- Elon Musk got Tesla's design lead to throw a metal ball at one of the pickup truck's armored windows.
- "Oh my f------ God," Musk exclaimed as the ball smashed the glass.
- The price of Tesla's Cybertruck starts at $39,900.
CEO Elon Musk claimed the car was "bulletproof" against a 9mm handgun. But when he got Tesla's chief designer to throw a metal ball at one of its armored windows, audible surprise could be heard as the glass smashed — twice.
"Oh my f------ God," Musk exclaimed when it first happened. "Well, maybe that was a little too hard."
Design lead Franz Von Holzhausen gave it another shot, this time with another window. Again, the ball cracked the glass pretty badly.
This was after the executive had already taken a sledgehammer to the side of the truck, striking it multiple times without leaving a scratch.
"We threw wrenches, we threw everything even literally the kitchen sink at the glass and it didn't break. For some weird reason, it broke now," Musk said, drawing laughs. "I don't know why. We will fix it in post."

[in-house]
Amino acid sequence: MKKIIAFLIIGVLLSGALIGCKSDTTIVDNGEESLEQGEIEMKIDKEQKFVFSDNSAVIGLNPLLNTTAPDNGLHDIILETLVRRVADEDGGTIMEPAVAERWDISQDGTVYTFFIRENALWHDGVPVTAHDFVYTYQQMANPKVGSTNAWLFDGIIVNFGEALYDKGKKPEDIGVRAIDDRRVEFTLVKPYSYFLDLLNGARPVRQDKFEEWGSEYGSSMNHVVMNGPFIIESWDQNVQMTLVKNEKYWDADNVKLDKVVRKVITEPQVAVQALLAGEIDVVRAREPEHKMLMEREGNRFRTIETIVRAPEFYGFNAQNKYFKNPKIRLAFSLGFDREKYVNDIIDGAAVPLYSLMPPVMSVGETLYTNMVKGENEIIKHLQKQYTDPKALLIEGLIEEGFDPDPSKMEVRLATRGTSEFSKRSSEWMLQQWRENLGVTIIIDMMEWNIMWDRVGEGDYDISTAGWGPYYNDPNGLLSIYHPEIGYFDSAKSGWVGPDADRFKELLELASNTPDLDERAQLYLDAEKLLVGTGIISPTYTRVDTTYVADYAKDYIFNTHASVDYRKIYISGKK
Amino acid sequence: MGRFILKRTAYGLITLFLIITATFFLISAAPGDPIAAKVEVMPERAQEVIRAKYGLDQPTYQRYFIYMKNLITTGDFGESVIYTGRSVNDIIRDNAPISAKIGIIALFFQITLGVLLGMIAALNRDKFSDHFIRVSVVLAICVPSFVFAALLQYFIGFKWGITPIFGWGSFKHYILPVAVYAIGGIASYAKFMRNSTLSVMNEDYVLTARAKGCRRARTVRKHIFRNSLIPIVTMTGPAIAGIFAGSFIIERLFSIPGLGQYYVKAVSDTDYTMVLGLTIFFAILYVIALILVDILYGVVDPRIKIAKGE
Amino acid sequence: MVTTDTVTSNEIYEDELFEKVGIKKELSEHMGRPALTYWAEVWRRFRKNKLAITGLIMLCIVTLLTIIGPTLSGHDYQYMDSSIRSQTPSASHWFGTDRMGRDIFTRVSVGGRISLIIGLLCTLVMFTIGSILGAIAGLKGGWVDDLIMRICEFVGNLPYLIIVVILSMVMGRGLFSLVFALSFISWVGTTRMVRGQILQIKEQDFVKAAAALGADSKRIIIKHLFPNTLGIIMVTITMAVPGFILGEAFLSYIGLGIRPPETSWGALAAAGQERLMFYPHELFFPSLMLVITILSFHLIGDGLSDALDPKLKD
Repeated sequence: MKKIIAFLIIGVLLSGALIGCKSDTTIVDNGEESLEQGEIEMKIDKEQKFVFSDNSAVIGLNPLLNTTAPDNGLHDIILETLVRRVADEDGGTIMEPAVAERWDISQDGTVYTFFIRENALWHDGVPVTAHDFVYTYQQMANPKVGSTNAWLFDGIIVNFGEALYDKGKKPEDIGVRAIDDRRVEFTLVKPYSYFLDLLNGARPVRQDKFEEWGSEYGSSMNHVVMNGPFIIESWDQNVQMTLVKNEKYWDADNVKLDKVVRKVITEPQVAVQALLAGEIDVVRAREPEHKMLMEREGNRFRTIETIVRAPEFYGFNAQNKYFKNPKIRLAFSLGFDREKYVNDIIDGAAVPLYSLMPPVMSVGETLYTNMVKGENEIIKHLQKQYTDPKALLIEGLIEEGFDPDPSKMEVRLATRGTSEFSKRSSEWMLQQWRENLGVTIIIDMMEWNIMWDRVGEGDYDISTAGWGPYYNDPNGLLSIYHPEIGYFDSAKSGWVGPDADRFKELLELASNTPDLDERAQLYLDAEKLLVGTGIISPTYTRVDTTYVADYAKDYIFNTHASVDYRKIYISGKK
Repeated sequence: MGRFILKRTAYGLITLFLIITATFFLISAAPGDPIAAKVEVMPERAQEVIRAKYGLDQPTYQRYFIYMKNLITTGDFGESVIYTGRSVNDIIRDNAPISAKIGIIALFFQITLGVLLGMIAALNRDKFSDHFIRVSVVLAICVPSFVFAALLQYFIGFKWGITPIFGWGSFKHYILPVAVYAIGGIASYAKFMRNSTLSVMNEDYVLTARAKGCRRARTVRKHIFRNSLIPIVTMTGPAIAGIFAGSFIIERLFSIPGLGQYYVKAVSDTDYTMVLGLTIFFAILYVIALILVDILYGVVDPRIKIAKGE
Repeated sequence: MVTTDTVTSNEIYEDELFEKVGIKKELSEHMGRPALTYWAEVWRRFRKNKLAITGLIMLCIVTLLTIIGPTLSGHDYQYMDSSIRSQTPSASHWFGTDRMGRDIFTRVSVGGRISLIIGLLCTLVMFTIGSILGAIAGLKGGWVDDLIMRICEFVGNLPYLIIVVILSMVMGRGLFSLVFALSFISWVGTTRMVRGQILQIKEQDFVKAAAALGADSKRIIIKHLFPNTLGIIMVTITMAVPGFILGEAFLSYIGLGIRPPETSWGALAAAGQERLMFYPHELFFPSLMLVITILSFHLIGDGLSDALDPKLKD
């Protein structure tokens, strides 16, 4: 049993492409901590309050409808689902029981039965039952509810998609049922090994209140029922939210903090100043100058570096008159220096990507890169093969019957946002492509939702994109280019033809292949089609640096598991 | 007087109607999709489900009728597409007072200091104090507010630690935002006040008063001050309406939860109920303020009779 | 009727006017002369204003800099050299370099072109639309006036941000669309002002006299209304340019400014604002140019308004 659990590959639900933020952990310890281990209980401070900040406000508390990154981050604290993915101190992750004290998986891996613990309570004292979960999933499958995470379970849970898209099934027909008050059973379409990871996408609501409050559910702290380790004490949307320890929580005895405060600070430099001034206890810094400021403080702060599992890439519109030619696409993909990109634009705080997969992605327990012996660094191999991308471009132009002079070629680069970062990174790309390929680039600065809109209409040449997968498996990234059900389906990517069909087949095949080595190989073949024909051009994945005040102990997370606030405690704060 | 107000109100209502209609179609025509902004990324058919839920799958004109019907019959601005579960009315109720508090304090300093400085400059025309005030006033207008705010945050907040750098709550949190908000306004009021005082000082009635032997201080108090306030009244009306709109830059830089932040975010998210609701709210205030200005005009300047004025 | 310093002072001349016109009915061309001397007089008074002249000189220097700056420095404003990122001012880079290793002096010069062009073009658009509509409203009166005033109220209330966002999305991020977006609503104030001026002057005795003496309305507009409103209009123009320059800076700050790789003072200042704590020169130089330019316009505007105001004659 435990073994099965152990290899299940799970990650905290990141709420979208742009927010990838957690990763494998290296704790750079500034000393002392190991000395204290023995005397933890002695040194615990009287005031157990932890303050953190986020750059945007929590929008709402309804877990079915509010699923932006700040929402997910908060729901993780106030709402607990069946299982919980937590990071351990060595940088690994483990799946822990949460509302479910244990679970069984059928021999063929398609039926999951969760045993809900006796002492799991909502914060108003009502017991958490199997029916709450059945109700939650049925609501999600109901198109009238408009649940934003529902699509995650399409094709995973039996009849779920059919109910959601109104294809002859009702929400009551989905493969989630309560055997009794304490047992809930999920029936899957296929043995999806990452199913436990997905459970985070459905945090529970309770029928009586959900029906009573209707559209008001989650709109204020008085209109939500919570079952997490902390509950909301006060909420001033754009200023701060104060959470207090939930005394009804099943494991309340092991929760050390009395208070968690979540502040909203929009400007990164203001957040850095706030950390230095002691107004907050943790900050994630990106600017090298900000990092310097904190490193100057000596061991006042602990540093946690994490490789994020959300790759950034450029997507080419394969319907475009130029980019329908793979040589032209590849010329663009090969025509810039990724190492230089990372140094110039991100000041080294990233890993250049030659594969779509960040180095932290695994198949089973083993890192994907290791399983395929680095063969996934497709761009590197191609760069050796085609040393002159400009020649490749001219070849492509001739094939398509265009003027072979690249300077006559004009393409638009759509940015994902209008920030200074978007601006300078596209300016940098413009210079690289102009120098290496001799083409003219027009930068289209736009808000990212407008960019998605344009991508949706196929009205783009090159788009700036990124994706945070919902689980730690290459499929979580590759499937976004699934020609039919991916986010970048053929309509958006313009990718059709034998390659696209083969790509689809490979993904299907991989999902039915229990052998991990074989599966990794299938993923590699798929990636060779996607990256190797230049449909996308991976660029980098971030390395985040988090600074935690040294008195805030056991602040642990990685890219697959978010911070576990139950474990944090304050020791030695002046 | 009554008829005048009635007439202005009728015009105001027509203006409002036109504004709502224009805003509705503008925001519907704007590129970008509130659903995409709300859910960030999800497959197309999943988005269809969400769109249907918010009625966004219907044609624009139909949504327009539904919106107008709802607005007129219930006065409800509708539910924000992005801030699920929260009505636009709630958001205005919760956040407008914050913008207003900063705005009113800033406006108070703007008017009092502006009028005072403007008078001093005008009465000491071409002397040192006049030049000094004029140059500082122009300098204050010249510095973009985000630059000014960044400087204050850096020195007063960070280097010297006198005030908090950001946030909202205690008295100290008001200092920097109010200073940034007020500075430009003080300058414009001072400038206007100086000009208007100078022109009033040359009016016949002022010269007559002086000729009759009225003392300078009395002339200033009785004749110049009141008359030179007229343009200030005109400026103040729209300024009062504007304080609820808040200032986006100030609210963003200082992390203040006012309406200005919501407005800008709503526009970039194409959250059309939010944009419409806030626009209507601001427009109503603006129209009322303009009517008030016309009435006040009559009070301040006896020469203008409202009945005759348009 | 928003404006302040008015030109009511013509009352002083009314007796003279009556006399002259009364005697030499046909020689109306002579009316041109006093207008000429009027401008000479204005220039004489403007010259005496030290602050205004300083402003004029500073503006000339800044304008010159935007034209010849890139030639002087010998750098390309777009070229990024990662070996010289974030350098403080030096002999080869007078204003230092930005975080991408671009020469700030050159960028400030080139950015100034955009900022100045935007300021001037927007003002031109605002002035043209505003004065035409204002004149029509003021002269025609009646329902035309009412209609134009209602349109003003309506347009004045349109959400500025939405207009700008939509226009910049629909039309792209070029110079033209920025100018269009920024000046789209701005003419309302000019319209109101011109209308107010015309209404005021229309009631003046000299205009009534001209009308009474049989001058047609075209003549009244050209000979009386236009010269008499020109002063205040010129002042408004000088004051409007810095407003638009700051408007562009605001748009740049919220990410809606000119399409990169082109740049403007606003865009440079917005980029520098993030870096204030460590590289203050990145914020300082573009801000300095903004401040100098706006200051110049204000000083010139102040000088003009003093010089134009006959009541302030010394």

It's not clear whether the windows were supposed to shatter in the way that they did. But it's apparent that Musk wasn't expecting it, judging from his reaction.
On Friday, Musk tweeted that the demo had gone off without a hitch in rehearsal:
Known as the "Cybertruck," the all-electric pickup is Tesla's sixth vehicle since the company was founded in 2003. The vehicle's price starts at $39,900.
Analysts at Deutsche Bank said the truck unveiling left a lot of unanswered questions.
"While the materials used appear robust, there could be questions about the truck's durability when used under work conditions, especially in light of its seemingly unibody construction," they said in a research note.
"And the shattering of the truck's unbreakable glass windows during the live demonstration was not a good start."
This isn't the only glass to give Tesla trouble. In 2016, Musk unveiled glass solar roof tiles to drum up support for the acquisition of SolarCity by Tesla.
The Solarglass roof tiles are meant to be an appealing alternative to bulky solar panels. However, Tesla has yet to mass-manufacture its Solarglass.